Infection and allergy frequency

Suffering from allergy symptoms (itchy eyes and nose, watery eyes, sneezes and runny nose, skin rash, asthma or respiratory trouble without fever) and suffering from infection symptoms (common respiratory illness with breathing trouble, cough, expectoration and fever and/or gastrointestinal infection with diarrhoea and abdominal pain plus fever) during the last three months, was self-reported using ad-hoc questions included in the epidemiological questionnaire. This was fulfilled from September 2007 to April 2008, which covers the period of common winter infections and part of seasonal allergies (i.e. cupressaceae family).

Health behaviours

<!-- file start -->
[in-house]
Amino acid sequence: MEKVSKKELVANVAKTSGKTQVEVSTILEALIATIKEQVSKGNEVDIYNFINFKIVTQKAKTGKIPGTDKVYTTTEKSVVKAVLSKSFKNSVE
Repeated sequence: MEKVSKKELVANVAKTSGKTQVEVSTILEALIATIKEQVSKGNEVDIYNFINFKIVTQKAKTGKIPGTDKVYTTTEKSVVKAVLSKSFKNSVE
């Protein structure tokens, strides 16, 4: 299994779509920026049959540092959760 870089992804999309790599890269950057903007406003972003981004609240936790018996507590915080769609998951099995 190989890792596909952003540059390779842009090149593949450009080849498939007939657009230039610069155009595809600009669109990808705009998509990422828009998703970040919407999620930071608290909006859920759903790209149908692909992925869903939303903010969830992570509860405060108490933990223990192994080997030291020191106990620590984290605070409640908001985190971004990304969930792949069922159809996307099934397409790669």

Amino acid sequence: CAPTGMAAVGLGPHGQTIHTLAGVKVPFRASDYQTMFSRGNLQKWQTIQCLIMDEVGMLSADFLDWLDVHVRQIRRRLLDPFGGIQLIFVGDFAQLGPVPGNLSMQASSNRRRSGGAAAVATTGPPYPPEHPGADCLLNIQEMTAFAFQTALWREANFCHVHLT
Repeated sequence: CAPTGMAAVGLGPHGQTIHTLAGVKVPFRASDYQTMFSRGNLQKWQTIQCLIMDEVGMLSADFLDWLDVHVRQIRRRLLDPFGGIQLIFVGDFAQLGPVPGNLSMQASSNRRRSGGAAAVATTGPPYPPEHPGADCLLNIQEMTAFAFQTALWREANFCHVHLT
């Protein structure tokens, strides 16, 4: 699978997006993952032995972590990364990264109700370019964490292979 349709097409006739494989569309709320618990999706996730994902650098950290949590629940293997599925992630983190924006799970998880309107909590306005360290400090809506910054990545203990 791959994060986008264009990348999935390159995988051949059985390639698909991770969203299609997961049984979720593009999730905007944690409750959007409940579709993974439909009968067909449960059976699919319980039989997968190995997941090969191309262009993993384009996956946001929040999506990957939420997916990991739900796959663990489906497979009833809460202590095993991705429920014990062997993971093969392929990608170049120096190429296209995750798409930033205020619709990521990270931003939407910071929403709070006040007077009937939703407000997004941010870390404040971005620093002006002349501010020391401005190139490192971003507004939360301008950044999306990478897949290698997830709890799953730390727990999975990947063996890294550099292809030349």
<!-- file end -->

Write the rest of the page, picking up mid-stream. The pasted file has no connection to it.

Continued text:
Overall physical activity was assessed using the validated Spanish version of PACE + (Physician-based Assessment and Counselling for Exercise) questionnaire for adolescents [12]. This questionnaire uses 2 questions to assess physical activity: Q1: “Over the past 7-d, on how many days were you physically active for a total of at least 60 min per day? Q2: “Over a typical or usual week, on how many days are you physically active for a total of at least 60 min per day?” Both questions have a scale of 0 to 7 days. Adolescents were classified into two groups (active/inactive) according to the PACE + criterion that considers physically active adolescents those who engage in physical activity at least 5 days/week using the mean of both questions [13].